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Deborah Caulfield's blog - disability arts online
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The consequences of praise: Bafflement, weirdness and wondrousness. / 6 January 2016

me standing with bike

Me, bike, weird hair, clothes they made me wear and smile they made me smile. 1962.

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Today I received praise for my writing. It felt good. And weird.

I wonder why ...

My earliest memory of being praised was a teacher congratulating me for passing the eleven plus exam. I was baffled. I didn't even know I'd taken it. Then I remembered the strange test we'd all been made to sit.

However, I still didn't understand. Why had I passed and others not? It was a mystery. It also changed my life, and not for the better.

Bafflement was followed by weirdness.

The first weird thing that happened was TB meningitis. It nearly killed me. I was out of action for the best part of 1962, the year the world wasn't nuked off the map of the universe.

The next surprise was  the bike my parents gave me, a present for passing the eleven plus. It was their way of saying well done for not dying, now go away you little shit.

This photograph, taken at the insistence of my mother to mark the momentous occasion, shows me standing with said bike, wearing a horrible new hair cut and tolerable new clothes.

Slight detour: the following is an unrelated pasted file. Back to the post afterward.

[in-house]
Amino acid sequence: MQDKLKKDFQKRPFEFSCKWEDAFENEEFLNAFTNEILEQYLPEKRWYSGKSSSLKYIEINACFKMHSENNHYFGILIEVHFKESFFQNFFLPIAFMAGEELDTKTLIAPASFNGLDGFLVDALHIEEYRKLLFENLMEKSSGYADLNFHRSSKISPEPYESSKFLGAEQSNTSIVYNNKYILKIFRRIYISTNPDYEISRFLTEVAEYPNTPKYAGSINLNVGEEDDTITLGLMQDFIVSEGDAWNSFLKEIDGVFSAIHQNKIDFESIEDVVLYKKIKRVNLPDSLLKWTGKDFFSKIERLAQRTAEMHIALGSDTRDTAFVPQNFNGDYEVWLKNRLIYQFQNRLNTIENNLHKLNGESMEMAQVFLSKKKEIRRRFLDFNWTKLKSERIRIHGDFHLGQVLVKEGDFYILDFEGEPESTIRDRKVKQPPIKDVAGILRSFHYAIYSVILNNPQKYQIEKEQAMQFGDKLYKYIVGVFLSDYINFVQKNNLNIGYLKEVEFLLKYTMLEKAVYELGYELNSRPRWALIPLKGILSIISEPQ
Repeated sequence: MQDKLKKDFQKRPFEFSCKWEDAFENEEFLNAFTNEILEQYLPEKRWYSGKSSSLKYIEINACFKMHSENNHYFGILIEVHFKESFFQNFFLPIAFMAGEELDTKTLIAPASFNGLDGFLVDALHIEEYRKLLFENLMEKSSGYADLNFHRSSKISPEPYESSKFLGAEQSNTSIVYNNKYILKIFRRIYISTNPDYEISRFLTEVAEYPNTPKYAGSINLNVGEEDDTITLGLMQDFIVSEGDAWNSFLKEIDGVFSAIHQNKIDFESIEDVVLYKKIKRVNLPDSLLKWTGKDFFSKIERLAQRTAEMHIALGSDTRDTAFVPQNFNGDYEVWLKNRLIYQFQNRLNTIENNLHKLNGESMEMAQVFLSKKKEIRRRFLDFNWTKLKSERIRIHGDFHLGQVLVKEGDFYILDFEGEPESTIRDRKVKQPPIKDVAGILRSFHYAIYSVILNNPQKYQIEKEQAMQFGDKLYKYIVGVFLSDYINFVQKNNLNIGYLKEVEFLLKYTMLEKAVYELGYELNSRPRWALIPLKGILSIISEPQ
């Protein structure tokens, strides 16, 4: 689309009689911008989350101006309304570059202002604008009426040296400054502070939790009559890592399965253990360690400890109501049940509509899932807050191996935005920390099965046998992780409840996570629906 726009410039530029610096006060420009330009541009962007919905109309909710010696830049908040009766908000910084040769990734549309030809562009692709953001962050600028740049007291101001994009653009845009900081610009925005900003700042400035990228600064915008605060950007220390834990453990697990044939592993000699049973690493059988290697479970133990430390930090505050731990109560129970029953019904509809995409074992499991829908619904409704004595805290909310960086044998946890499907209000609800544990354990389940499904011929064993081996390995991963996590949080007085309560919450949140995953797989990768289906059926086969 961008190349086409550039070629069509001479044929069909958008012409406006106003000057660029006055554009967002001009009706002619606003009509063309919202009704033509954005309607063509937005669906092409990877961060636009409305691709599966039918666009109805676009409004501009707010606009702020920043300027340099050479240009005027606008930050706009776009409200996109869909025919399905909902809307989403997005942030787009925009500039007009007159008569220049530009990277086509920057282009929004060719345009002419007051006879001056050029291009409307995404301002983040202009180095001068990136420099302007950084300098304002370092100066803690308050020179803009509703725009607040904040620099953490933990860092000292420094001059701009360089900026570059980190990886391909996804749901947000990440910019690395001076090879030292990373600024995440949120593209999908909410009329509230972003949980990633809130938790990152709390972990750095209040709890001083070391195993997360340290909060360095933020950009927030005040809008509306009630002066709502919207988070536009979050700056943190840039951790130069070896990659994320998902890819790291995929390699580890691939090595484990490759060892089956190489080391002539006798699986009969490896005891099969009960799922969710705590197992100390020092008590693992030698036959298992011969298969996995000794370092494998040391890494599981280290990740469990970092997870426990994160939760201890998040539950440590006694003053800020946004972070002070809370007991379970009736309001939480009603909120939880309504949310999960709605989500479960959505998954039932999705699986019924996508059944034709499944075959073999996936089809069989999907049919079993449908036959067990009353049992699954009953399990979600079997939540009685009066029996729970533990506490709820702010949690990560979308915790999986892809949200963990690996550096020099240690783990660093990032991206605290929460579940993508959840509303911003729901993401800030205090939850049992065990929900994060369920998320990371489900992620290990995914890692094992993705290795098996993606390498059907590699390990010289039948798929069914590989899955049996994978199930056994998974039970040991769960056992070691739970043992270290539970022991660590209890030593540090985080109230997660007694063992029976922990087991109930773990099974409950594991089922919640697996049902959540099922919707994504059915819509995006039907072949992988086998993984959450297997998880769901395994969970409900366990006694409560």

A few months later, my best friend died during an operation to save her life. This weirdness was just God's way of saying well done for not dying, now go away you little shit.

Then one day my parents found a photograph of me kissing my boyfriend. They told me I was a whore and I'd end up as a teenage pregnancy statistic. Was that what I wanted? It was just their way of saying ... blah blah blah you little shit.

So when some of the Chailey staff ganged up on me and told me I was a pig and an ungrateful nuisance and if they had their way I'd be expelled, I knew the score. I was a little shit but I wasn't going anywhere.

There followed decade after decade of weirdness.

Until today.

Yes, today marks the end of weirdness and a new dawn of wondrousness.

Why not?